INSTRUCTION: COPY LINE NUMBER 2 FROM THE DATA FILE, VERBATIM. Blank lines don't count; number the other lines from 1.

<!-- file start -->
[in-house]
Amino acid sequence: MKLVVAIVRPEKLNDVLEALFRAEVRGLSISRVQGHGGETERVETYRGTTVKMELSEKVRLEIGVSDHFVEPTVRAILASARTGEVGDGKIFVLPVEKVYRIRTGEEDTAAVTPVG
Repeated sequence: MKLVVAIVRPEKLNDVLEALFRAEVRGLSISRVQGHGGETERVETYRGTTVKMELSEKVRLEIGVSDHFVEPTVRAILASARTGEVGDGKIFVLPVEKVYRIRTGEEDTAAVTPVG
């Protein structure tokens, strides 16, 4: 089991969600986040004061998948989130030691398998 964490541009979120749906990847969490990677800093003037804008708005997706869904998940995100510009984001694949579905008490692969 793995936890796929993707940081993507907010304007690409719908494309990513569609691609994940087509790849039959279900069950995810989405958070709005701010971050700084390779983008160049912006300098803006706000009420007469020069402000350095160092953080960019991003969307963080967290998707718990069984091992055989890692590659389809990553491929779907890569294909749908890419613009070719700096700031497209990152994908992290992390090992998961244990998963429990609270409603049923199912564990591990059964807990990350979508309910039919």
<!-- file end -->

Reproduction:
Amino acid sequence: MKLVVAIVRPEKLNDVLEALFRAEVRGLSISRVQGHGGETERVETYRGTTVKMELSEKVRLEIGVSDHFVEPTVRAILASARTGEVGDGKIFVLPVEKVYRIRTGEEDTAAVTPVG